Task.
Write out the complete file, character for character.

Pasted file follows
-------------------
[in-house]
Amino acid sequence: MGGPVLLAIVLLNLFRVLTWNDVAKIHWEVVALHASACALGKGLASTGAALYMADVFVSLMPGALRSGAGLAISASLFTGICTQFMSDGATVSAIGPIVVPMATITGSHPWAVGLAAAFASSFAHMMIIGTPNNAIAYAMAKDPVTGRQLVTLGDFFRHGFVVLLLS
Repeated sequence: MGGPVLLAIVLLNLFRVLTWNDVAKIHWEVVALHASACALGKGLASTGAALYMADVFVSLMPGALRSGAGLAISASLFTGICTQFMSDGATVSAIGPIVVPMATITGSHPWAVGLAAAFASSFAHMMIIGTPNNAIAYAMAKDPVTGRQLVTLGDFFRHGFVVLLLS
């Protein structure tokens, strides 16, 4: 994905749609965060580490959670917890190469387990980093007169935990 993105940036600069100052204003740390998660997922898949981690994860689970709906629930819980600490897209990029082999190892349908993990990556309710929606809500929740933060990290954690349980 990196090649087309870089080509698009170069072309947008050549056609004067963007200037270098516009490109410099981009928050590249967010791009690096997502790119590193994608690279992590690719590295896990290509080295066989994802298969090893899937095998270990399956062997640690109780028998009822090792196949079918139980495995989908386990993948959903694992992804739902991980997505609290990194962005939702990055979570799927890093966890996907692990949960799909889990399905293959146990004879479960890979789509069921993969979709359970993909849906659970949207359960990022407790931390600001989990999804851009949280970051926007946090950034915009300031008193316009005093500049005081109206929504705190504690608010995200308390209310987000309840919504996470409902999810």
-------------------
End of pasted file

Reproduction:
[in-house]
Amino acid sequence: MGGPVLLAIVLLNLFRVLTWNDVAKIHWEVVALHASACALGKGLASTGAALYMADVFVSLMPGALRSGAGLAISASLFTGICTQFMSDGATVSAIGPIVVPMATITGSHPWAVGLAAAFASSFAHMMIIGTPNNAIAYAMAKDPVTGRQLVTLGDFFRHGFVVLLLS
Repeated sequence: MGGPVLLAIVLLNLFRVLTWNDVAKIHWEVVALHASACALGKGLASTGAALYMADVFVSLMPGALRSGAGLAISASLFTGICTQFMSDGATVSAIGPIVVPMATITGSHPWAVGLAAAFASSFAHMMIIGTPNNAIAYAMAKDPVTGRQLVTLGDFFRHGFVVLLLS
């Protein structure tokens, strides 16, 4: 994905749609965060580490959670917890190469387990980093007169935990 993105940036600069100052204003740390998660997922898949981690994860689970709906629930819980600490897209990029082999190892349908993990990556309710929606809500929740933060990290954690349980 990196090649087309870089080509698009170069072309947008050549056609004067963007200037270098516009490109410099981009928050590249967010791009690096997502790119590193994608690279992590690719590295896990290509080295066989994802298969090893899937095998270990399956062997640690109780028998009822090792196949079918139980495995989908386990993948959903694992992804739902991980997505609290990194962005939702990055979570799927890093966890996907692990949960799909889990399905293959146990004879479960890979789509069921993969979709359970993909849906659970949207359960990022407790931390600001989990999804851009949280970051926007946090950034915009300031008193316009005093500049005081109206929504705190504690608010995200308390209310987000309840919504996470409902999810």